How did many of the engineers of the 1960s, 70s, and 80s get started with engineering? With many of the engineers I speak to, it was via tinkering. Tinkering, deconstructing, disassembling a product just to find out how it works and without knowing how to put it back together is the heart of every engineer. Many senior engineers grew up with technology that could fill these curiosities. However, as technology became more complicated the curiosity of the “tinkerer” had to find a new home.
Many senior engineers I talk to say that millennial engineers do not like to work with their hands. They avoid manual labor or figuring out how to build things. These engineers grew up with shop classes or cars that could be taken apart or put back together in their own garages. They knew how to build their own radios, build a car from scratch, and how to weld. So then the question becomes, why did the engineers of today stop mechanical tinkering? The simple answer is it became too expensive.
Let’s examine the cost to fix your car. The average vehicle repair costs have risen faster than the rate of inflation since 2012. According to The State Journal of Springfield, Ill., the cost of auto repair saw an increase of 3.4% in 2014. If we look back at 2012, CARMD.com reports that the average repair costs were up 6.53% for the West Coast and 11.56% for the East Coast. In 2014, repair costs arose 4.6% on the West Coast and 3.9% on the East Coast. Things have improved in recent years. As of 2015, according to CARMD.com, costs went down due to a decrease in labor costs. Labor went down by 4%, causing a 4.7% decrease on the West Coast, and a 6.5% decrease on the East Coast. (See the map below.) However, the cost for repair parts went up 1.5%. Looking at these numbers, the last five years of do-it-yourself car repair has been a costly endeavor. For the young engineers of today, tinkering on that level no longer became feasible. So what did they do? They turned to the computer.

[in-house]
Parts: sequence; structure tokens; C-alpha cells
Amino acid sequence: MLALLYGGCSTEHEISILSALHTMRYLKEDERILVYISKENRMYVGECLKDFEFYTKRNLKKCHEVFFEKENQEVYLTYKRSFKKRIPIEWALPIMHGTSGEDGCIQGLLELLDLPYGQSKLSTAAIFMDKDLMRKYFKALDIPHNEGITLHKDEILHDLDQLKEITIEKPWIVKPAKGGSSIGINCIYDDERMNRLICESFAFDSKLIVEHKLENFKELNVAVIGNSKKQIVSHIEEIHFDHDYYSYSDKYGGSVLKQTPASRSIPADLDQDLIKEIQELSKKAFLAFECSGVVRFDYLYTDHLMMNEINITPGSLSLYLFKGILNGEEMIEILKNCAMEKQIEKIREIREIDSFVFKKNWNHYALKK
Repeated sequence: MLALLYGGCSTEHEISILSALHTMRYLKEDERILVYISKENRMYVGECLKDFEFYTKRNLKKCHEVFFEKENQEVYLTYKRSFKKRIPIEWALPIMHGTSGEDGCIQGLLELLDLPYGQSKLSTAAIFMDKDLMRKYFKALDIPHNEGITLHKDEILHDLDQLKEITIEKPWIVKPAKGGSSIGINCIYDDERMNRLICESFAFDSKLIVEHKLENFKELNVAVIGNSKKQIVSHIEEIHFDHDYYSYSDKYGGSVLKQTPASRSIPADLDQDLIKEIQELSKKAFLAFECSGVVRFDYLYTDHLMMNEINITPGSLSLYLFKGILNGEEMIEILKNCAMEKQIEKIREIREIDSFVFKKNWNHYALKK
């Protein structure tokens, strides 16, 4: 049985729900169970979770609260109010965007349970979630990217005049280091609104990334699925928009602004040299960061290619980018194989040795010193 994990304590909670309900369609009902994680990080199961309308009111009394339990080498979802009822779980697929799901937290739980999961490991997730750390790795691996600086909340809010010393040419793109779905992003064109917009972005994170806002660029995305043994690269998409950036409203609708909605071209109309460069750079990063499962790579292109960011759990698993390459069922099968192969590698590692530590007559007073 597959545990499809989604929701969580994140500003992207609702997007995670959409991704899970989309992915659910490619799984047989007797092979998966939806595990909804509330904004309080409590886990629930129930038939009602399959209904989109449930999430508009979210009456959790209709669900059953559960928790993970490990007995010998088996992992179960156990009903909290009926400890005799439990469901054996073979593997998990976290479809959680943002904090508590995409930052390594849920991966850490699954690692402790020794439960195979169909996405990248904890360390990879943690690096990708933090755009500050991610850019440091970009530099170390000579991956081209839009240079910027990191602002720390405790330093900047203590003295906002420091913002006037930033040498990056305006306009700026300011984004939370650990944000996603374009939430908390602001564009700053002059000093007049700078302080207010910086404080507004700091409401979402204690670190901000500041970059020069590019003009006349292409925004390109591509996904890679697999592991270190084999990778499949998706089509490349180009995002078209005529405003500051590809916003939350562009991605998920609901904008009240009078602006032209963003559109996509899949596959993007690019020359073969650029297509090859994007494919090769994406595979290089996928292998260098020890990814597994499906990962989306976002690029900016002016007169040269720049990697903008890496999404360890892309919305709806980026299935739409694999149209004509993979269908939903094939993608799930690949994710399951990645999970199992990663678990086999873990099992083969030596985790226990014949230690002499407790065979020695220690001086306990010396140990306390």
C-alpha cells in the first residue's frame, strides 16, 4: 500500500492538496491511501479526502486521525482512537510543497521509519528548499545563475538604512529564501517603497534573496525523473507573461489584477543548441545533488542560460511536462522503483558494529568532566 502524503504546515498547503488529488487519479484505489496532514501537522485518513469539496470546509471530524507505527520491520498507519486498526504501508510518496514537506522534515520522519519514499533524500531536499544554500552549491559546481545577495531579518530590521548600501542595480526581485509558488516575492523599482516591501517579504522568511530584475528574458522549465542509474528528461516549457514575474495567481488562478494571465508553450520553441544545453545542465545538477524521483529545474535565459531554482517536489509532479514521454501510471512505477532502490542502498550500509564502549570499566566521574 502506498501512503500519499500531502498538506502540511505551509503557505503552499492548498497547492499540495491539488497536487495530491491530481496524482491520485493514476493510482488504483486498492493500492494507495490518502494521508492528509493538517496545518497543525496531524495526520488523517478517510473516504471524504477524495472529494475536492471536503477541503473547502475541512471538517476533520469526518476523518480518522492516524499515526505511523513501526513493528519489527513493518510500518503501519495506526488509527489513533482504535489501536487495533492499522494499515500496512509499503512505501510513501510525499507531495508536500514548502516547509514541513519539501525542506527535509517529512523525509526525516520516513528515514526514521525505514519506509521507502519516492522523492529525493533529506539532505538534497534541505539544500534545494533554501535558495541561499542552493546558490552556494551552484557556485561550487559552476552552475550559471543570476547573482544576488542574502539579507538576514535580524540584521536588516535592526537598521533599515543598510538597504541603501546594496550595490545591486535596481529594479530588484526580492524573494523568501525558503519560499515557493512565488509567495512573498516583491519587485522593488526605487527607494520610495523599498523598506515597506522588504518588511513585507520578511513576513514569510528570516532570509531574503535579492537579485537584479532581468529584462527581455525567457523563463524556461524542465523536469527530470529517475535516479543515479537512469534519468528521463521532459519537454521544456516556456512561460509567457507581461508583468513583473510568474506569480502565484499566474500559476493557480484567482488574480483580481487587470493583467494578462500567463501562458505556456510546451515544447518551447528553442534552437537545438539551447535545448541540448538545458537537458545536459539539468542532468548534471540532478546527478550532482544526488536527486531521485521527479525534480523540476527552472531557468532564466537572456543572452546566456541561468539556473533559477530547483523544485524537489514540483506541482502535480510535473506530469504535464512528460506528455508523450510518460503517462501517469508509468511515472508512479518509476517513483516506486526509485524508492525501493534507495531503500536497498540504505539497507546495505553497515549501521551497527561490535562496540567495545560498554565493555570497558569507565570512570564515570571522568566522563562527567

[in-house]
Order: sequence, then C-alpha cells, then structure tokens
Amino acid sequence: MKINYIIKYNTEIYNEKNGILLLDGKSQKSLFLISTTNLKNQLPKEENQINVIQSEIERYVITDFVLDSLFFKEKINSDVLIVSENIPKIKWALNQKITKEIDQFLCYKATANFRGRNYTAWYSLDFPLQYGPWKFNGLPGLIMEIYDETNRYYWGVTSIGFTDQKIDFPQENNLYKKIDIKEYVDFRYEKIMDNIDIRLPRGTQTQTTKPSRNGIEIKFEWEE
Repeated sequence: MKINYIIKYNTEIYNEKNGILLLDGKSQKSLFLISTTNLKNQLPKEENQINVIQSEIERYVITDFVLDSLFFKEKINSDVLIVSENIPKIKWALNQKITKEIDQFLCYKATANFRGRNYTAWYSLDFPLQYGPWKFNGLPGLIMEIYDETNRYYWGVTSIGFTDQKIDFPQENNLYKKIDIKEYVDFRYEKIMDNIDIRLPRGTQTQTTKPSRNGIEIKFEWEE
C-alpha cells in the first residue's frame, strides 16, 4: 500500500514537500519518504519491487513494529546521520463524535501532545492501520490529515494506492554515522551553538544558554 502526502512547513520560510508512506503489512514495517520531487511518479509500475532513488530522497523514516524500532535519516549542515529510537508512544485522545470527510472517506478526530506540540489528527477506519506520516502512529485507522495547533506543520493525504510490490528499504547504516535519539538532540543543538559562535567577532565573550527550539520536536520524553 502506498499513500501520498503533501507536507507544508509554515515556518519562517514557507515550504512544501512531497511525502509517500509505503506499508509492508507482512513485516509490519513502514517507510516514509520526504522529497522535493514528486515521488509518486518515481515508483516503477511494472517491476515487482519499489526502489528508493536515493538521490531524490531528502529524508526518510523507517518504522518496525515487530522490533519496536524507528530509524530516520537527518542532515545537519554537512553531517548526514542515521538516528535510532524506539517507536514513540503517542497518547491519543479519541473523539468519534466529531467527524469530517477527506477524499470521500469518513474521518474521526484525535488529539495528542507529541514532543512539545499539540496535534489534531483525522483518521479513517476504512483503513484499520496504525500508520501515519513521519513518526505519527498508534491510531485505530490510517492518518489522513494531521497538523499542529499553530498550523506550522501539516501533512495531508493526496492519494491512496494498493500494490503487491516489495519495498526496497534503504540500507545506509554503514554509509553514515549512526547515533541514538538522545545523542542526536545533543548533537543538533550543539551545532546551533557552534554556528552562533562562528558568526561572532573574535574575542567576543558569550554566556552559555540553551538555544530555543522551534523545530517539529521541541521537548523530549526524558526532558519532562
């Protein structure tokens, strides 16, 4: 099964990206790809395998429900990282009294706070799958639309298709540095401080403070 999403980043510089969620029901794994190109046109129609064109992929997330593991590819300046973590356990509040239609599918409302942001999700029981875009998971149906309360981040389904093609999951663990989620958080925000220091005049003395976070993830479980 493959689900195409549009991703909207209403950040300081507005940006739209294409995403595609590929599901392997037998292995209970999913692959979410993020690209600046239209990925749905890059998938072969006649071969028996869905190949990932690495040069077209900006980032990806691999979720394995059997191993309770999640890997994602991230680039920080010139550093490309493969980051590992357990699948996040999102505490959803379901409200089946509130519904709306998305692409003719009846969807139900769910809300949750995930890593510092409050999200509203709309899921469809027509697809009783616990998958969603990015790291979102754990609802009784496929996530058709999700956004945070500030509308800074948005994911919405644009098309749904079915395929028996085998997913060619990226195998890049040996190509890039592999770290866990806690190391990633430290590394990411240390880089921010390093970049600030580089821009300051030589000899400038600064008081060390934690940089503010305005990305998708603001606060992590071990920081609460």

The personal computer was introduced in 1977 with the Apple II. The price point at the time was $1,298; adjusted for inflation, that price comes out to $5,201.40. While expensive upon its release, the price point of PCs has continued to drop and become more affordable to the public over time. If we compare the current cost of an iMac, the top-of-the-line model is offered at $1,499—less than a third of the adjusted price of the original Apple II.
When the mechanics of the world became out of reach, the tinkers went to the computer. They started to code programs, design websites, build computer models, and create entire virtual worlds. Minecraft is one of the most popular games among children today. They can create buildings and complete cities. They get introduced to the world of engineering via computers. Personally, as I entered engineering, I gravitated toward computer-aided design modeling. I found it intuitive, considering that I had grown up using computers my whole life. Modeling, simulating, creating CAD assemblies, laying out drawings, and working out kinematic models is how I found my world of engineering. For many engineers entering today’s world, the area of computers is what the garage used to be; it is the world where we can explore what engineering has to offer.
And now the world of makers has come full circle. With 3D printing, the tinkerers are starting to build physically. They are constructing prototypes for their virtual designs and even creating their own startup companies. Industries are taking notice, too. Solidworks, for example, now offers an entire virtual ecosystem that will take your design from concept to build. The software helps with the design, runs simulation to ensure its strength, and helps set up the CAD part for 3D print production. The maker space has become the new home of the tinkering engineer. Millennial engineers are not lazy or afraid to get their hands dirty; they just found a new playground to explore.